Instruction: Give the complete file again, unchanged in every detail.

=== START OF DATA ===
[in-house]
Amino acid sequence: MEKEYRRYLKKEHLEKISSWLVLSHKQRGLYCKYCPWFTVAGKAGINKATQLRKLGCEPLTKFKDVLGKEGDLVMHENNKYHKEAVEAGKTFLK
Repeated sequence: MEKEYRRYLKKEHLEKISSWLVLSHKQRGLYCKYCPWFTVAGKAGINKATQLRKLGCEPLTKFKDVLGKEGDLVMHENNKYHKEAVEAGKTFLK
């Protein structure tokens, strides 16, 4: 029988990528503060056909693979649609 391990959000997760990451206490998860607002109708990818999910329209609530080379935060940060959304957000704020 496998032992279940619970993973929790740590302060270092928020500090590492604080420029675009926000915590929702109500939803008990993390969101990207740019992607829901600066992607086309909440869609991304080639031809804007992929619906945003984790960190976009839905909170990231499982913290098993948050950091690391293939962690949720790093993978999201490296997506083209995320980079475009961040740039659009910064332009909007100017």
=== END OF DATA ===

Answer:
[in-house]
Amino acid sequence: MEKEYRRYLKKEHLEKISSWLVLSHKQRGLYCKYCPWFTVAGKAGINKATQLRKLGCEPLTKFKDVLGKEGDLVMHENNKYHKEAVEAGKTFLK
Repeated sequence: MEKEYRRYLKKEHLEKISSWLVLSHKQRGLYCKYCPWFTVAGKAGINKATQLRKLGCEPLTKFKDVLGKEGDLVMHENNKYHKEAVEAGKTFLK
């Protein structure tokens, strides 16, 4: 029988990528503060056909693979649609 391990959000997760990451206490998860607002109708990818999910329209609530080379935060940060959304957000704020 496998032992279940619970993973929790740590302060270092928020500090590492604080420029675009926000915590929702109500939803008990993390969101990207740019992607829901600066992607086309909440869609991304080639031809804007992929619906945003984790960190976009839905909170990231499982913290098993948050950091690391293939962690949720790093993978999201490296997506083209995320980079475009961040740039659009910064332009909007100017």